The Democratic National Committee was not hacked by Russia — nor by anyone else — but instead was "an inside job by someone with access to the DNC's system," according to a report in The Nation.
"There was no hack of the Democratic National Committee's system on July 5 last year — not by the Russians, not by anyone else," according to the Nation's report, referencing conclusions by a group of former NSA computer experts.
"Hard science now demonstrates it was a leak — a download executed locally with a memory key or a similarly portable data-storage device.
"In short, it was an inside job by someone with access to the DNC's system," the experts concluded, since a remote hack of the committee's servers — with the volume of data stolen — would have been technologically impossible.
"This casts serious doubt on the initial 'hack,' as alleged, that led to the very consequential publication of a large store of documents on WikiLeaks last summer," the experts concluded.
In addition, the experts found forensic evidence proving the initial documents published by the hacker Guccifer 2.0 were forgeries intended to finger Moscow.
"Forensic investigations of documents made public two weeks prior to the July 5 leak by the person or entity known as Guccifer 2.0 show that they were fraudulent," the experts said.
"Before Guccifer posted them, they were adulterated by cutting and pasting them into a blank template that had Russian as its default language.
"Guccifer took responsibility on June 15 for an intrusion the DNC reported on June 14 and professed to be a WikiLeaks source — claims essential to the official narrative implicating Russia in what was soon cast as an extensive hacking operation.
"To put the point simply," the experts concluded, "forensic science now devastates this narrative."
The Nation's report, published Wednesday, details the extensive findings by "qualified experts working independently of one another."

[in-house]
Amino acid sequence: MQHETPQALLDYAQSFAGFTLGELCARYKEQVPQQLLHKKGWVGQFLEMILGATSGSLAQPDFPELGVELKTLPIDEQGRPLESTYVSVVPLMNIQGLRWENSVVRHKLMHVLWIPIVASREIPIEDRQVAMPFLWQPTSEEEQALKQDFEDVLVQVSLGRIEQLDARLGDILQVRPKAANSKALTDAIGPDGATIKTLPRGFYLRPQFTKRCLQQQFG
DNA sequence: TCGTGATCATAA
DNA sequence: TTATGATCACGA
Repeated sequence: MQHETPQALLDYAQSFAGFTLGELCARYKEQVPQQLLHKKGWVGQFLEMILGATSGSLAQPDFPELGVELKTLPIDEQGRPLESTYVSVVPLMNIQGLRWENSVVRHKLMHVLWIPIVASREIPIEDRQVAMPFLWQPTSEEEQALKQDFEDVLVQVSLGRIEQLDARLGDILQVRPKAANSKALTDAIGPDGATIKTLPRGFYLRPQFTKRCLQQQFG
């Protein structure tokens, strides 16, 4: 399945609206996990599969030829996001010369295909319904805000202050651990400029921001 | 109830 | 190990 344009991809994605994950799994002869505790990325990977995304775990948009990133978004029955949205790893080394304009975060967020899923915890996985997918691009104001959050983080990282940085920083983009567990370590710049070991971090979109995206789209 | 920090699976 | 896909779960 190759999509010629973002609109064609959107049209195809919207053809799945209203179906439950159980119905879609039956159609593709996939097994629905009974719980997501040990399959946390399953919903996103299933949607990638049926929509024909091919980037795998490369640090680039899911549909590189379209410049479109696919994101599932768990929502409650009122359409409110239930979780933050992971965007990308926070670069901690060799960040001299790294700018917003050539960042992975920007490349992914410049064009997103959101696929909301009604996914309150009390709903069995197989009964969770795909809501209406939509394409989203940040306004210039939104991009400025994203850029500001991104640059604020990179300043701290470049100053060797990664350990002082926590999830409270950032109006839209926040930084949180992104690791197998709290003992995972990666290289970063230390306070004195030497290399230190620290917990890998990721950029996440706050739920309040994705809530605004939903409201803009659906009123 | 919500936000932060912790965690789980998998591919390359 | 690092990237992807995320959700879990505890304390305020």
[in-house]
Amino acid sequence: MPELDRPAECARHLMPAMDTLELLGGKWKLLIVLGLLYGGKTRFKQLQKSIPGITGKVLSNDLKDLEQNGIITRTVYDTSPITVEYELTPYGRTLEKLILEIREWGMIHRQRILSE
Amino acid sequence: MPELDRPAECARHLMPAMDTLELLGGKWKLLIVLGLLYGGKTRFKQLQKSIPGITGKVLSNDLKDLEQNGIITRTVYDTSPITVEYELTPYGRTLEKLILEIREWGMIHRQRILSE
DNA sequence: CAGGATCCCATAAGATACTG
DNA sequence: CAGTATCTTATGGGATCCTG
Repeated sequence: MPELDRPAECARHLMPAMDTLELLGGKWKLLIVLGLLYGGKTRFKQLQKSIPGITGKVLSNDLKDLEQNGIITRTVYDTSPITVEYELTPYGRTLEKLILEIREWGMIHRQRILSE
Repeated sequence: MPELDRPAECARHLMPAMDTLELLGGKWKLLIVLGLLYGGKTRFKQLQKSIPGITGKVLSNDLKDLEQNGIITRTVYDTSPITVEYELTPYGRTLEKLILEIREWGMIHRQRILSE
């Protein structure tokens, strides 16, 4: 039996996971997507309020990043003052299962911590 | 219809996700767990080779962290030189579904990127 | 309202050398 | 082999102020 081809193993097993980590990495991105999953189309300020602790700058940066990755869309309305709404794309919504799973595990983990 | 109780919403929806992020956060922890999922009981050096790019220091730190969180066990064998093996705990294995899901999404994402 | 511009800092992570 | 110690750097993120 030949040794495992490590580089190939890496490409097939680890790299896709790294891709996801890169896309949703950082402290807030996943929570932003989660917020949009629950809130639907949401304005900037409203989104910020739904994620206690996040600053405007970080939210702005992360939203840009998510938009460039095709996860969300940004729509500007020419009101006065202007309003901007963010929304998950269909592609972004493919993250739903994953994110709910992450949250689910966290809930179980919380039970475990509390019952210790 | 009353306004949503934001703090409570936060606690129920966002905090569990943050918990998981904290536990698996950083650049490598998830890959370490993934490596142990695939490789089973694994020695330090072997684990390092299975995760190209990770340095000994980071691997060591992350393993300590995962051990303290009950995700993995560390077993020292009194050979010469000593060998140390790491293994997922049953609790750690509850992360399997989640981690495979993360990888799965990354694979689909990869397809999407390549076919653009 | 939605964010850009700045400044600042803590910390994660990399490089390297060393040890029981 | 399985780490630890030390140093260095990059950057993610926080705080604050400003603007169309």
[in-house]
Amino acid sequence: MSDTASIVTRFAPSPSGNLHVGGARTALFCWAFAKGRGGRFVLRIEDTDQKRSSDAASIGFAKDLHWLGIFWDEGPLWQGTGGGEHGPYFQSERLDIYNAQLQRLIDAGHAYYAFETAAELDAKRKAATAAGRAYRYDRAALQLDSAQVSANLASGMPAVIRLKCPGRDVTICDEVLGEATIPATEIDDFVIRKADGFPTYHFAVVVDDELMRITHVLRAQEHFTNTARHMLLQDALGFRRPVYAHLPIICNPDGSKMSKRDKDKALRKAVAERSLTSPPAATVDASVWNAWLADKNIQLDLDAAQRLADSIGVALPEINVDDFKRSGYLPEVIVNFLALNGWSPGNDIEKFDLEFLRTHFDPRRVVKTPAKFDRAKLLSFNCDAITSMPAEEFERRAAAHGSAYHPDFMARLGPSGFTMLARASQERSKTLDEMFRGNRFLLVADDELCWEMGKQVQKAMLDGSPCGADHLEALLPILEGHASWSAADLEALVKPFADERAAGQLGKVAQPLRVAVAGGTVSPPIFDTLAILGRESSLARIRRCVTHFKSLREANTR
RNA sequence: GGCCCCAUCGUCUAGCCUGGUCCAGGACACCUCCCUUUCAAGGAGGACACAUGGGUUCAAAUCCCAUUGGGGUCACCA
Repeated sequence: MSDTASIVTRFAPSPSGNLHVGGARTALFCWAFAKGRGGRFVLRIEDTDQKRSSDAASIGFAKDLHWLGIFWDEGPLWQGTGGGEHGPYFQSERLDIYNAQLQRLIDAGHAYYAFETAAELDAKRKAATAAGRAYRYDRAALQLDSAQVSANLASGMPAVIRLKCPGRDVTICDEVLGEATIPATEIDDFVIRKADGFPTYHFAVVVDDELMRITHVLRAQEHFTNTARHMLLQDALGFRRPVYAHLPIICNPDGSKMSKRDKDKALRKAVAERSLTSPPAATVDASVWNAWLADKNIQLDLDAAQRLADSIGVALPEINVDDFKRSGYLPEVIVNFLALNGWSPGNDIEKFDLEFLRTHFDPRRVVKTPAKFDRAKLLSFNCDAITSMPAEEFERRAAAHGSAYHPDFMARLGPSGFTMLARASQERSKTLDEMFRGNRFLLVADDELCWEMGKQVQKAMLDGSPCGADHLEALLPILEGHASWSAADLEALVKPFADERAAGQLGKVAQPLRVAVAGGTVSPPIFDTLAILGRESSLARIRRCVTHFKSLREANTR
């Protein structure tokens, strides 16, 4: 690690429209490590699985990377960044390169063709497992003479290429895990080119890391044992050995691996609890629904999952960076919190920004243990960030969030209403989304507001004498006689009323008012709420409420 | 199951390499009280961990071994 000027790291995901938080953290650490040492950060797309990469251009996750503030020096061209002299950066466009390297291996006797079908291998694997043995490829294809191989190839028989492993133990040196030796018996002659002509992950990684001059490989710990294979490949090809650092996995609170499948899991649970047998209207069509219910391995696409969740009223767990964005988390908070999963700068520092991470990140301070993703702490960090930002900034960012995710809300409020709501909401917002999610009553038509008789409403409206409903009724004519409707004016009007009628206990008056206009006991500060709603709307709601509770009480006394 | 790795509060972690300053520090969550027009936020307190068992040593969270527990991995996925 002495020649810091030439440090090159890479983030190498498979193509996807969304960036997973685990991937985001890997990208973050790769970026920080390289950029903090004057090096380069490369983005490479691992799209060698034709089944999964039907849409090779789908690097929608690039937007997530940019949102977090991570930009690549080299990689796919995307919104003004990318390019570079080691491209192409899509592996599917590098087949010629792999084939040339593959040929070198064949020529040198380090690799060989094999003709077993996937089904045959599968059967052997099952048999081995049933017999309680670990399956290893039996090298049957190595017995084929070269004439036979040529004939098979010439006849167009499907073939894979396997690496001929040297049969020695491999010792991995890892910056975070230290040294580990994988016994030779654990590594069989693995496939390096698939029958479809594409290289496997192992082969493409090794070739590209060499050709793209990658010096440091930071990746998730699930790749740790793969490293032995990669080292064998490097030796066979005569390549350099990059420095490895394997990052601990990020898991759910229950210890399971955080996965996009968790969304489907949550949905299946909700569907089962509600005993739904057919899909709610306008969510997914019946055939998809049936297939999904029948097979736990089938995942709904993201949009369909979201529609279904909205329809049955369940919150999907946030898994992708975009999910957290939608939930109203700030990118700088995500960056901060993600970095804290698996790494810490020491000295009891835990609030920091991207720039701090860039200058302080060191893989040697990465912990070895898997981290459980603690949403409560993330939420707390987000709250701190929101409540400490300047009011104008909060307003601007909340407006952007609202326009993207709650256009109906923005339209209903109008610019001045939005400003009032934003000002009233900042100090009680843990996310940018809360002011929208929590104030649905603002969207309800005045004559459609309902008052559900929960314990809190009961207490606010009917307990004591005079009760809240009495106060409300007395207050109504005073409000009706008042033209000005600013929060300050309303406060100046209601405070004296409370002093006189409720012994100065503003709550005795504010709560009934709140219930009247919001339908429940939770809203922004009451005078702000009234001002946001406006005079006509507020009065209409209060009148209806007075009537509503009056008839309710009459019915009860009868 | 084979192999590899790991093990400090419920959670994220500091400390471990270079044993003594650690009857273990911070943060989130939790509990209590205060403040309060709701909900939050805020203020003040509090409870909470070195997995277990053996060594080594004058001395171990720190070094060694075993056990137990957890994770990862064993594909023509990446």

They began working on the DNC case "immediately after the July 2016 events," according to the report.
These experts are part of a group called the Veteran Intelligence Professionals for Sanity (VIPS), established in 2003 to investigate claims by the George W. Bush administration that Iraq had weapons of mass destruction.
The group now has 30 members, most of whom have "decades of experience in matters concerning Russian intelligence and the related technologies," the Nation reported.
In its findings, VIPS determined the NSA had the technical ability to find out exactly what happened because the agency's publicly known programs can capture all electronic data transfers.
"If NSA cannot produce such evidence — and quickly — this would probably mean it does not have any," the report concluded.
Besides addressing the technological issues surrounding the DNC breach and the Guccifer 2.0 drop, the VIPS report debunks a chronology of events surrounding the hack that led Democrats to finger WikiLeaks founder Julian Assange as a Moscow operative in the breach.
It includes the June 12 warning from Assange it would publish hacked documents on Democrat Hillary Clinton's campaign to Guccifer 2.0's second claim, July 5, that he had remotely breached the DNC servers.
"With his June 12 announcement," the Nation's observed, "Assange effectively put the DNC on notice that it had a little time, probably not much, to act preemptively against the imminent publication of damaging documents.
"Did the DNC quickly conjure Guccifer from thin air to create a cyber-saboteur whose fingers point to Russia?" the magazine asked.
"There is no evidence of this one way or the other, but emphatically it is legitimate to pose the question in the context of the VIPS chronology.
"WikiLeaks began publishing on July 22," the Nation reported.
"By that time, the case alleging Russian interference in the 2016 elections process was taking firm root.
"In short order," the magazine reported, "Assange would be written down as a 'Russian agent.'"
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